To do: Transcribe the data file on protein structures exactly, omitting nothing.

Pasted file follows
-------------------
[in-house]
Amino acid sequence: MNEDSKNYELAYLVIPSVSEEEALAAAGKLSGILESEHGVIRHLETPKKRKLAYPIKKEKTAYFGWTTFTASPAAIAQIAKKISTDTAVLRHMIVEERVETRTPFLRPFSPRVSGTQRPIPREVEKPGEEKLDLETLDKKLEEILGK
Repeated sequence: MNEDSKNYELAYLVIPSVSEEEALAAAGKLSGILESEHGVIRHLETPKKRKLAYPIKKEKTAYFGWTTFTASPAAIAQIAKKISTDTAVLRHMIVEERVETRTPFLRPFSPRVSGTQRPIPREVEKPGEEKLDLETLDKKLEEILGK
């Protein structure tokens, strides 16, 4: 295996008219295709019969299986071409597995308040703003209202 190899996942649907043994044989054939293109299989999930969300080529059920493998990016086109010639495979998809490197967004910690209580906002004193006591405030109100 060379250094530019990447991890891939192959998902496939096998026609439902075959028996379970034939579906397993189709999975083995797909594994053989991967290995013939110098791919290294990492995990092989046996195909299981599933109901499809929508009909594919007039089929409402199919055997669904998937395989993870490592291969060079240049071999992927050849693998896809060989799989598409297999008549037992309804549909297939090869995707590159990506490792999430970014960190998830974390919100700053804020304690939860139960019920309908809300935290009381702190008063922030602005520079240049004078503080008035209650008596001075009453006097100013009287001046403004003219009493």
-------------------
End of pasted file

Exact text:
[in-house]
Amino acid sequence: MNEDSKNYELAYLVIPSVSEEEALAAAGKLSGILESEHGVIRHLETPKKRKLAYPIKKEKTAYFGWTTFTASPAAIAQIAKKISTDTAVLRHMIVEERVETRTPFLRPFSPRVSGTQRPIPREVEKPGEEKLDLETLDKKLEEILGK
Repeated sequence: MNEDSKNYELAYLVIPSVSEEEALAAAGKLSGILESEHGVIRHLETPKKRKLAYPIKKEKTAYFGWTTFTASPAAIAQIAKKISTDTAVLRHMIVEERVETRTPFLRPFSPRVSGTQRPIPREVEKPGEEKLDLETLDKKLEEILGK
């Protein structure tokens, strides 16, 4: 295996008219295709019969299986071409597995308040703003209202 190899996942649907043994044989054939293109299989999930969300080529059920493998990016086109010639495979998809490197967004910690209580906002004193006591405030109100 060379250094530019990447991890891939192959998902496939096998026609439902075959028996379970034939579906397993189709999975083995797909594994053989991967290995013939110098791919290294990492995990092989046996195909299981599933109901499809929508009909594919007039089929409402199919055997669904998937395989993870490592291969060079240049071999992927050849693998896809060989799989598409297999008549037992309804549909297939090869995707590159990506490792999430970014960190998830974390919100700053804020304690939860139960019920309908809300935290009381702190008063922030602005520079240049004078503080008035209650008596001075009453006097100013009287001046403004003219009493």